What is Osteoporosis?
Osteoporosis is not Inevitable
Osteoporosis is a condition deriving its name from “porous bones”. Bones thin and weaken with age or other medical conditions that cause afflicted patients easily break bones. Bones most susceptible to breakage are those of the spine, hips, and wrists. The curvature of the upper spine (Dowager’s Hump) and bone fractures are often the first signs of Osteoporosis.
The body replaces old bone cells with new bone cells contributing to a person’s growth. This remodeling process slows down in the late 20’s. Bone loss can occur as early as your 30’s, possibly leading to Osteoporosis later in life.
If you notice visible changes in stature or posture, discuss options with your doctor or another healthcare professional right away as the disease may already be advanced. A bone density scan is a test that can predict the likelihood of osteoporosis and what measure can be taken to minimize the disease’s progression.
Can Osteoporosis be Prevented?
While osteoporosis is sometimes genetic, there are steps that can be taken to minimize bone loss and strengthen your entire body. Some of these includes:
- Consuming a diet rich in calcium and vitamin D
- Exercising as much possible, especially weight bearing exercises
- Minimizing or eliminating unhealthy habits such as excessive drinking or smoking
- Eliminate unnecessary medicines and drugs
Who Gets Osteoporosis?
In general, women have Osteoporosis more often than men simply due to their gender. Women’s bones are usually lighter than men’s. However, there are certain demographics that seem prevalent for developing Osteoporosis. Small framed women, women who had complete hysterectomies at a young age, Caucasian women, and Asian women tend to have Osteoporosis later on in life. Women also tend to lose bone in the first few years after menopause. Low testosterone levels in men and low estrogen levels in women contribute to the disease as well.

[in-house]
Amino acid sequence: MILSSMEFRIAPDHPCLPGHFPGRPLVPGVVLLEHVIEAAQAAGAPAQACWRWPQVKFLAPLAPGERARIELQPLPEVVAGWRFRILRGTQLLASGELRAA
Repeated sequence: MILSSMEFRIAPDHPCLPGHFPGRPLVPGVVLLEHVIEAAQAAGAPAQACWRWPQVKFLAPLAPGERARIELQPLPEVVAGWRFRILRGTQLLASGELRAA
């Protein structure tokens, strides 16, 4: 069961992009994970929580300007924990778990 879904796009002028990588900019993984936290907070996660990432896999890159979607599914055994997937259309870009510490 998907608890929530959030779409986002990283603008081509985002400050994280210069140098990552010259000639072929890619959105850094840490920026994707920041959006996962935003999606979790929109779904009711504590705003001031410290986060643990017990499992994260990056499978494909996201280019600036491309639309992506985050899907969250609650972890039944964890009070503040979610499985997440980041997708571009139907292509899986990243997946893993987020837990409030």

What Else Contributes to Osteoporosis?
Certain conditions or drugs can accelerate bone loss. Some of most common are:
- Kidney disease
- Cushing’s Syndrome
- Thyroid problems
- Eating disorders
- Anti-seizure drugs
While Osteoporosis is not 100% preventable, it is 100% treatable. Lifestyle changes and nutrition changes early on in life are the best ways to prevent the disease later in life. Seniors have the greatest risk of complications from bone fractures. Some seniors contract other illnesses such as pneumonia or blood clots from inactivity while recuperating. The elderly do not have the ability to ward off complications as well as a younger person.